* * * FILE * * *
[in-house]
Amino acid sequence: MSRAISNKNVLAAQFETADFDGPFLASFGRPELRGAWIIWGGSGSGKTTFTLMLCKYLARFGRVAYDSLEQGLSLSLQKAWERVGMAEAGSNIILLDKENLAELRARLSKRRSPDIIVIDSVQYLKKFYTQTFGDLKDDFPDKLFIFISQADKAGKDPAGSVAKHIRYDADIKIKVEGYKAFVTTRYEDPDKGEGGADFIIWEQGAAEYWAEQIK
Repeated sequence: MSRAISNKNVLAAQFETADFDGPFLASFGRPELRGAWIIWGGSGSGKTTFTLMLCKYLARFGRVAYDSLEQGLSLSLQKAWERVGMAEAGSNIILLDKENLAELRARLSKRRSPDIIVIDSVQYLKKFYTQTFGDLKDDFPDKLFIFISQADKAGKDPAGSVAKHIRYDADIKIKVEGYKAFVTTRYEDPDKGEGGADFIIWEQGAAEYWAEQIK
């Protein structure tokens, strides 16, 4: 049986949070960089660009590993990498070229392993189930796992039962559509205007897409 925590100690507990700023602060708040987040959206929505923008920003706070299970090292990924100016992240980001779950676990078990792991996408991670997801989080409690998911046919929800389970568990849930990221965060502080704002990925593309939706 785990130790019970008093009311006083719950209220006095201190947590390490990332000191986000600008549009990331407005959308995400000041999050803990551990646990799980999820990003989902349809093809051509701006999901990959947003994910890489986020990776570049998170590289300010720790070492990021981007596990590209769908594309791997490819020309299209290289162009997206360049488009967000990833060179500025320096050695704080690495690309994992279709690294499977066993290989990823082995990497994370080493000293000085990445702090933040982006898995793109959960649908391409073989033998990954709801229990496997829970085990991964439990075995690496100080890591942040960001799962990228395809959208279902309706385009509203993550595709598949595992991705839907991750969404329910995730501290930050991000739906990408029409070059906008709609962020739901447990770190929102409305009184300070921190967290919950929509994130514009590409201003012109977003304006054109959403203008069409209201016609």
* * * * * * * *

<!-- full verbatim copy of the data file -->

[in-house]
Amino acid sequence: MSRAISNKNVLAAQFETADFDGPFLASFGRPELRGAWIIWGGSGSGKTTFTLMLCKYLARFGRVAYDSLEQGLSLSLQKAWERVGMAEAGSNIILLDKENLAELRARLSKRRSPDIIVIDSVQYLKKFYTQTFGDLKDDFPDKLFIFISQADKAGKDPAGSVAKHIRYDADIKIKVEGYKAFVTTRYEDPDKGEGGADFIIWEQGAAEYWAEQIK
Repeated sequence: MSRAISNKNVLAAQFETADFDGPFLASFGRPELRGAWIIWGGSGSGKTTFTLMLCKYLARFGRVAYDSLEQGLSLSLQKAWERVGMAEAGSNIILLDKENLAELRARLSKRRSPDIIVIDSVQYLKKFYTQTFGDLKDDFPDKLFIFISQADKAGKDPAGSVAKHIRYDADIKIKVEGYKAFVTTRYEDPDKGEGGADFIIWEQGAAEYWAEQIK
């Protein structure tokens, strides 16, 4: 049986949070960089660009590993990498070229392993189930796992039962559509205007897409 925590100690507990700023602060708040987040959206929505923008920003706070299970090292990924100016992240980001779950676990078990792991996408991670997801989080409690998911046919929800389970568990849930990221965060502080704002990925593309939706 785990130790019970008093009311006083719950209220006095201190947590390490990332000191986000600008549009990331407005959308995400000041999050803990551990646990799980999820990003989902349809093809051509701006999901990959947003994910890489986020990776570049998170590289300010720790070492990021981007596990590209769908594309791997490819020309299209290289162009997206360049488009967000990833060179500025320096050695704080690495690309994992279709690294499977066993290989990823082995990497994370080493000293000085990445702090933040982006898995793109959960649908391409073989033998990954709801229990496997829970085990991964439990075995690496100080890591942040960001799962990228395809959208279902309706385009509203993550595709598949595992991705839907991750969404329910995730501290930050991000739906990408029409070059906008709609962020739901447990770190929102409305009184300070921190967290919950929509994130514009590409201003012109977003304006054109959403203008069409209201016609």